Most of the publicity following the 2018 AWMAs has proclaimed that the awards were a long time coming. Finally, when everything came to fruition this year, the timing felt especially right, given the current industry push for line-up equality and diversity. Vicki Gordon was the mastermind behind the event, designing it as a platform to hold women up, highlighting their significant and often unnoticed contribution. Alongside the awards night itself, the AWMAs also co-hosted a series of relevant events surrounding the celebration: panels, keynotes and a premiere Brisbane screening of the documentary film, “Her Sound, Her Story”.
I feel that attending the AWMAs and associated events had a strong impact on me. Perhaps my most poignant takeaway was that; while the industry can so often feel like a despairing competition (where another’s success can mean your failure) we don’t need to see it this way. Each woman can consider herself as part of the force that is women in music, where we can work with each other, not against.
The first panel I attended was entitled “Singing Our Stories, Our Place”, where Shellie Morris, Emily Wurramara and Ancestress discussed empowerment and voice, as an eager audience watched on. The conversation explored how the women felt their identity as Aboriginal and Torres Strait Islander people was expressed through their music. Topics of colonialism, language preservation and cultural appreciation were also touched upon. I wish more people could have witnessed this conversation. Listening to Shellie, Emily and Ancestress talk about their experiences as Aboriginal and Torres Strait Islander women in music, I found myself amazed at how little I had heard their perspectives represented in the media before. The importance of diversity on music line-ups became even clearer to me during this panel, and I felt very lucky to be present.
That night, the AWMAs hosted the Brisbane premiere of the documentary film "Her Sound, Her Story" by filmmakers Michelle Grace Hunder and Claudia Sangiorgi Dalimore. I had been eagerly awaiting the premiere of this film, and now having seen it, I deem it essential viewing! It shows interviews with dozens of iconic Australian female musicians like Tina Arena, Kate Ceberano, Clare Bowditch, Katie Noonan, Julia Stone and Jen Cloher. The interviews delve into a wide range of important subjects, many of which caused the women at the screening to yell out at the relatability of so many situations. Viewing this documentary made me feel connected to musicians that I idolize, through shared experience, and I think this is at the crux of “Her Sound, Her Story”. What a powerful thing for the community of women in music.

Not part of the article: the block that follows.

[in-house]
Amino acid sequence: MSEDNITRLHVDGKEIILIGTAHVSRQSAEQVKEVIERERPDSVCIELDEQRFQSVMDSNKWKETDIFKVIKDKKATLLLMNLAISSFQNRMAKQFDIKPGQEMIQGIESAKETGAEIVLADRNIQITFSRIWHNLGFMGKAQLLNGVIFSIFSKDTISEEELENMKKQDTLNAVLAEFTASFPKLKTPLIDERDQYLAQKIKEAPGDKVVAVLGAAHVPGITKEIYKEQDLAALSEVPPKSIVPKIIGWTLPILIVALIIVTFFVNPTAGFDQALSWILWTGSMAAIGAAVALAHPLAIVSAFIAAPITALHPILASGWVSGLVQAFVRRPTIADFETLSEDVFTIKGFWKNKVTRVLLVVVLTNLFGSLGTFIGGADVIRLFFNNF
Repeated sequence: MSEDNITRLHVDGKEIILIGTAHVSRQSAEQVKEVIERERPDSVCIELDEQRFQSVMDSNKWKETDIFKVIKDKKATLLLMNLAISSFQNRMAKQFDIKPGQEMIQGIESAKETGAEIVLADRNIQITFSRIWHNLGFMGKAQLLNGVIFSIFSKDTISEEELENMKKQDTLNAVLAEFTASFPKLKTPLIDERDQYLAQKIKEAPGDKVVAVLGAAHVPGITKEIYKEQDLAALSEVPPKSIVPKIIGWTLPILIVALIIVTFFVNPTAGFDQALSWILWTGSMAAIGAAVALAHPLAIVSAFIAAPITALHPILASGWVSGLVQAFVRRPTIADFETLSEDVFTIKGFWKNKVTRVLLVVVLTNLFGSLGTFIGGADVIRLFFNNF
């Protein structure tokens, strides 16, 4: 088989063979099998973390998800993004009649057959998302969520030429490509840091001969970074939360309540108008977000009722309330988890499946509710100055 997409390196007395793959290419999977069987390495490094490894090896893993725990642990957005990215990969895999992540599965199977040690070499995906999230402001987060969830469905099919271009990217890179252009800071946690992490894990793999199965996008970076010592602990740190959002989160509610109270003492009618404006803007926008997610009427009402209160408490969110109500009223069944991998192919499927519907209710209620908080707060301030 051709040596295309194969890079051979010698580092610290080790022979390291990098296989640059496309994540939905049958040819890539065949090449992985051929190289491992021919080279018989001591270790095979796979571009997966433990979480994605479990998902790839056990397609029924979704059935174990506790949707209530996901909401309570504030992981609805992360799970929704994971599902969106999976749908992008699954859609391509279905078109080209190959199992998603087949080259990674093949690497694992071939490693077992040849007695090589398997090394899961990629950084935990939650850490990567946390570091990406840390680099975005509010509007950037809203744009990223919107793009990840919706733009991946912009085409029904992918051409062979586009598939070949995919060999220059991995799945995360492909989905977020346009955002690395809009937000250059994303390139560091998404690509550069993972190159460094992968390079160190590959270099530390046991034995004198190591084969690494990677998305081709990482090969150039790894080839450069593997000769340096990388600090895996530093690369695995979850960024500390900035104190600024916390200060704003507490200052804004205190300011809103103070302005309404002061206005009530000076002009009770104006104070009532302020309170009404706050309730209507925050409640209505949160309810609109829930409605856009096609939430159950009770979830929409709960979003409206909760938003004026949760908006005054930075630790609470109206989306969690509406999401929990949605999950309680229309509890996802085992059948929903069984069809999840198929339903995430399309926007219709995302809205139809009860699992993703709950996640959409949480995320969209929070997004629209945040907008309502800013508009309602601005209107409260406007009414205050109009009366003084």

Now of course, the awards night! The awards themselves were a triumph, a celebration, and an emotional outpouring. I felt some of the most special awards were given to women in lesser publicised, extremely male dominated industry facets, like Studio Production, Live Production and Music Photography. All the nominees were so deserving, and all the live performances were wonderful. As this was the awards’ first year, there was no shortage of women to recognize, allowing for Margret Roadknight, Patricia ‘Little Patty’ Amphlett and Renée Geyer to each receive a Lifetime Achievement Award.
Attending the AWMAs this year was such an inspiring experience. It made me feel more connected to other women in the music industry than I did before, more informed about the experiences of Aboriginal and Torres Straight Islander women in music, and much more optimistic about the future of the industry. I would love to thank Noela O’Donnell and Kathy Cavanagh from the National Council of Women of Queensland, and Norah Pearson from the Office for Women, for providing me the opportunity to attend.